#199 Don Guillermo on 03.29.21 at 11:32 am

#196 Ponzius Pilatus on 03.29.21 at 10:50 am
It’s a “no-brainer”.
Tax the F-150 owners.
And tax them hard.
**************************************
Socks would never risk Quebec votes.

https://driving.ca/auto-news/news/the-10-best-selling-vehicles-in-quebec

#200 Faron on 03.29.21 at 11:42 am

#187 Sail Away on 03.29.21 at 9:29 am

#184 millmech on 03.29.21 at 8:39 am

A 35 Billion dollar margin call, I have bought 20k in calls on the sudden sale of these holdings.

We have to be careful talking anything day trading in the comments section of a blog dedicated to long term investing.

Might be a good deal on those stocks. But, they also appear to have been pumped over the past 8 months, so perhaps now they are back at a more correct valuation? The drops they experienced put them back to early 2021 levels, still a LOOOOONG way to go if they are overvalued.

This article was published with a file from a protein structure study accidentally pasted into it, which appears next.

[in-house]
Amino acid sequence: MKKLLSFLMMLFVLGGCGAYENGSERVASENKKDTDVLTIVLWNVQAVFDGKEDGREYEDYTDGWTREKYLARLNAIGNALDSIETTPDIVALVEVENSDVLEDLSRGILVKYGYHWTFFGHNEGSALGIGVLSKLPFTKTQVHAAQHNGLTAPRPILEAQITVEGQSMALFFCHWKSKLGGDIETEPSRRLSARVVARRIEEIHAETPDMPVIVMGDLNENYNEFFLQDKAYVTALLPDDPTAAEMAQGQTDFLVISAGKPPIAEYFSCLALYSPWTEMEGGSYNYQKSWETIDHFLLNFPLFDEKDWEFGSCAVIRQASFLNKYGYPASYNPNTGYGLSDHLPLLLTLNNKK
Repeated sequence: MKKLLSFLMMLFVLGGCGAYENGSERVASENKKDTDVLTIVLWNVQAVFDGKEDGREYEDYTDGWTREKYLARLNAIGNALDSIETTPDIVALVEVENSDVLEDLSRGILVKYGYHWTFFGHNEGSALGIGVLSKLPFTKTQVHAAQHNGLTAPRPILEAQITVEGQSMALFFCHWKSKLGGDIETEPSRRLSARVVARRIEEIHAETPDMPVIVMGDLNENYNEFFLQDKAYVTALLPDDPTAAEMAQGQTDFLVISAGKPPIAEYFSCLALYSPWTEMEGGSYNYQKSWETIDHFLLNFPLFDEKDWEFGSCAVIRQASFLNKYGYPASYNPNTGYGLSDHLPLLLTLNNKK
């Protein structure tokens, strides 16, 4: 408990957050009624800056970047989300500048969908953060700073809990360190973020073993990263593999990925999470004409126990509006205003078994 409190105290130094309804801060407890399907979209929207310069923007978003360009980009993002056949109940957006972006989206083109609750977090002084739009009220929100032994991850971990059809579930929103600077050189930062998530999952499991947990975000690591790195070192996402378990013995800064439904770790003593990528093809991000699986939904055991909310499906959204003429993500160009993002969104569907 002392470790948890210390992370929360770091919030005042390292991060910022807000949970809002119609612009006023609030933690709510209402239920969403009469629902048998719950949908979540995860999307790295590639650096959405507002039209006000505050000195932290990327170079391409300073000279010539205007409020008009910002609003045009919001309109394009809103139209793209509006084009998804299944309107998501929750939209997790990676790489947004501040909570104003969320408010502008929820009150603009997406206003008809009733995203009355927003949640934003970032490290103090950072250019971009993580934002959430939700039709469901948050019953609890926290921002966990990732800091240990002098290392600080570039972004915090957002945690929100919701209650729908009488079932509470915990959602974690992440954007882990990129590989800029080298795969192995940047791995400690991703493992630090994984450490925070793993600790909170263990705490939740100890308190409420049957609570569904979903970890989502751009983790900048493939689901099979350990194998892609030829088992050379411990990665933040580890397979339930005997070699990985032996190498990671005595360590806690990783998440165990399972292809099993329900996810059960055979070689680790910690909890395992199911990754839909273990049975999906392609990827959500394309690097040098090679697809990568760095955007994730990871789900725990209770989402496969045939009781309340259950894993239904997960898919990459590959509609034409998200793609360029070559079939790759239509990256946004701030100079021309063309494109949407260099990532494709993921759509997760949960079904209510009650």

I don’t trade options directly. I did buy a vix futures ETN at open and closed it out for 4% gain using my “fun money”. That’s about as “convex” as it gets in my neck of the woods.

What’s the expiration on your calls?

#201 Axehead on 03.29.21 at 12:04 pm

#196. PP. Do you practice at being this stupid or does it come naturally?

#202 Damifino on 03.29.21 at 12:13 pm

#189 IHCTD9

Post Trudeau Canada is now a place where wages stagnate, industry exits, budgets explode, and where you need to be a 1%’er to own a home.
———————————

Post Trudeau Canada will also be a place where our fabulous legacy of energy independence is tossed away by politicians of all stripes chasing the twin ghosts Solar and Wind.

#203 Stephen G on 03.29.21 at 12:18 pm